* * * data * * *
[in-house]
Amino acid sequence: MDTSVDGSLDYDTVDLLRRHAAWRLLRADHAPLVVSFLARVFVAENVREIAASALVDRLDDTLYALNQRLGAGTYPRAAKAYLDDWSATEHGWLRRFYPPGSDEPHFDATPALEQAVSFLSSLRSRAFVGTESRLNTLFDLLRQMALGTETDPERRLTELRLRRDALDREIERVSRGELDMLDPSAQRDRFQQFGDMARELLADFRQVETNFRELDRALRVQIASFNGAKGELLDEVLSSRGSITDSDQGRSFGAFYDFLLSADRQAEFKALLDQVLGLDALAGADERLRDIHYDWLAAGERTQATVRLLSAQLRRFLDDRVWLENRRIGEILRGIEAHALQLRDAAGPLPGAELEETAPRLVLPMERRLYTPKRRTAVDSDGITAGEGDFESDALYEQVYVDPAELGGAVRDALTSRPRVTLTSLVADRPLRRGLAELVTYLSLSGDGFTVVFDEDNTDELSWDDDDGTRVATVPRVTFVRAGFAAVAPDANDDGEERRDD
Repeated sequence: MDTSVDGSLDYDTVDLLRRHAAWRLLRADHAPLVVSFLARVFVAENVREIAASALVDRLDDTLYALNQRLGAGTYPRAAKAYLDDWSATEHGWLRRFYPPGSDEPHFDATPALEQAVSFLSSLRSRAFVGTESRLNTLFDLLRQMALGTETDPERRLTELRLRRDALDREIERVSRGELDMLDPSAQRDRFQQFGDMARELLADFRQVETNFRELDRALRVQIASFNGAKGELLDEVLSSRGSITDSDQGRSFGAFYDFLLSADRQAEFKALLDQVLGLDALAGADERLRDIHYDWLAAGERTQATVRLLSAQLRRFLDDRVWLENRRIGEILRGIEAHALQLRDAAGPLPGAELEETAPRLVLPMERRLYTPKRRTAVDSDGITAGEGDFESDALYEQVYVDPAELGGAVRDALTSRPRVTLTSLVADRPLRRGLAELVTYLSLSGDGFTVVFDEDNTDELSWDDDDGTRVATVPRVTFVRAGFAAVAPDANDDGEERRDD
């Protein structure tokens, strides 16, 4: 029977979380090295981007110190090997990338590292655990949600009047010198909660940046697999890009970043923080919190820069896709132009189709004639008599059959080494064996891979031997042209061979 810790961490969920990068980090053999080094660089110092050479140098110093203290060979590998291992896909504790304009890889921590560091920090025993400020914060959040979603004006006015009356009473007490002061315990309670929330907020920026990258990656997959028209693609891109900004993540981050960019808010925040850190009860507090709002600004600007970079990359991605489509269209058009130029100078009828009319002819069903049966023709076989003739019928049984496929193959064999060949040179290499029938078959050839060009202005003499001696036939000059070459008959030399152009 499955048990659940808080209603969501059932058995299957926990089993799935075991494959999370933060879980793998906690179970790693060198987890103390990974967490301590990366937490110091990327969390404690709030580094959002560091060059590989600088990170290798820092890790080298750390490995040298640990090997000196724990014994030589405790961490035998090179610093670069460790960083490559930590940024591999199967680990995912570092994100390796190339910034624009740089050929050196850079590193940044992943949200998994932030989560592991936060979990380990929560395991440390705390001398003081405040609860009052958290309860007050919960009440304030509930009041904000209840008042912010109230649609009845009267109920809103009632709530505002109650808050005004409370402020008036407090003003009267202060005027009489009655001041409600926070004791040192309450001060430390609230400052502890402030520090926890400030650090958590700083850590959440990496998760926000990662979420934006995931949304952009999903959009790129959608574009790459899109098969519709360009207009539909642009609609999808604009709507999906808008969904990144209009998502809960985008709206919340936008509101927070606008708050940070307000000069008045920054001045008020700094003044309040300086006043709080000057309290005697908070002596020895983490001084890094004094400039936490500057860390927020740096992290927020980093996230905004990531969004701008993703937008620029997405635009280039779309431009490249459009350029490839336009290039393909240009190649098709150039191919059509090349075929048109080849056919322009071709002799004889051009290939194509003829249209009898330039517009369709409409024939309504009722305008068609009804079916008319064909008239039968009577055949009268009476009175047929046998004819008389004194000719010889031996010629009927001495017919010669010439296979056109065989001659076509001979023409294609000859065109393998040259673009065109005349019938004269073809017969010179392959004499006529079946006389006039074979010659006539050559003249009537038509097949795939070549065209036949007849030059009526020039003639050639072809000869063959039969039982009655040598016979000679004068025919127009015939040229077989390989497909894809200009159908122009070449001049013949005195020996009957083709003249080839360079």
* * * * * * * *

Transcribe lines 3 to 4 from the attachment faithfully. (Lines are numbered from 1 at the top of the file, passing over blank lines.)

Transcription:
Repeated sequence: MDTSVDGSLDYDTVDLLRRHAAWRLLRADHAPLVVSFLARVFVAENVREIAASALVDRLDDTLYALNQRLGAGTYPRAAKAYLDDWSATEHGWLRRFYPPGSDEPHFDATPALEQAVSFLSSLRSRAFVGTESRLNTLFDLLRQMALGTETDPERRLTELRLRRDALDREIERVSRGELDMLDPSAQRDRFQQFGDMARELLADFRQVETNFRELDRALRVQIASFNGAKGELLDEVLSSRGSITDSDQGRSFGAFYDFLLSADRQAEFKALLDQVLGLDALAGADERLRDIHYDWLAAGERTQATVRLLSAQLRRFLDDRVWLENRRIGEILRGIEAHALQLRDAAGPLPGAELEETAPRLVLPMERRLYTPKRRTAVDSDGITAGEGDFESDALYEQVYVDPAELGGAVRDALTSRPRVTLTSLVADRPLRRGLAELVTYLSLSGDGFTVVFDEDNTDELSWDDDDGTRVATVPRVTFVRAGFAAVAPDANDDGEERRDD
């Protein structure tokens, strides 16, 4: 029977979380090295981007110190090997990338590292655990949600009047010198909660940046697999890009970043923080919190820069896709132009189709004639008599059959080494064996891979031997042209061979 810790961490969920990068980090053999080094660089110092050479140098110093203290060979590998291992896909504790304009890889921590560091920090025993400020914060959040979603004006006015009356009473007490002061315990309670929330907020920026990258990656997959028209693609891109900004993540981050960019808010925040850190009860507090709002600004600007970079990359991605489509269209058009130029100078009828009319002819069903049966023709076989003739019928049984496929193959064999060949040179290499029938078959050839060009202005003499001696036939000059070459008959030399152009 499955048990659940808080209603969501059932058995299957926990089993799935075991494959999370933060879980793998906690179970790693060198987890103390990974967490301590990366937490110091990327969390404690709030580094959002560091060059590989600088990170290798820092890790080298750390490995040298640990090997000196724990014994030589405790961490035998090179610093670069460790960083490559930590940024591999199967680990995912570092994100390796190339910034624009740089050929050196850079590193940044992943949200998994932030989560592991936060979990380990929560395991440390705390001398003081405040609860009052958290309860007050919960009440304030509930009041904000209840008042912010109230649609009845009267109920809103009632709530505002109650808050005004409370402020008036407090003003009267202060005027009489009655001041409600926070004791040192309450001060430390609230400052502890402030520090926890400030650090958590700083850590959440990496998760926000990662979420934006995931949304952009999903959009790129959608574009790459899109098969519709360009207009539909642009609609999808604009709507999906808008969904990144209009998502809960985008709206919340936008509101927070606008708050940070307000000069008045920054001045008020700094003044309040300086006043709080000057309290005697908070002596020895983490001084890094004094400039936490500057860390927020740096992290927020980093996230905004990531969004701008993703937008620029997405635009280039779309431009490249459009350029490839336009290039393909240009190649098709150039191919059509090349075929048109080849056919322009071709002799004889051009290939194509003829249209009898330039517009369709409409024939309504009722305008068609009804079916008319064909008239039968009577055949009268009476009175047929046998004819008389004194000719010889031996010629009927001495017919010669010439296979056109065989001659076509001979023409294609000859065109393998040259673009065109005349019938004269073809017969010179392959004499006529079946006389006039074979010659006539050559003249009537038509097949795939070549065209036949007849030059009526020039003639050639072809000869063959039969039982009655040598016979000679004068025919127009015939040229077989390989497909894809200009159908122009070449001049013949005195020996009957083709003249080839360079």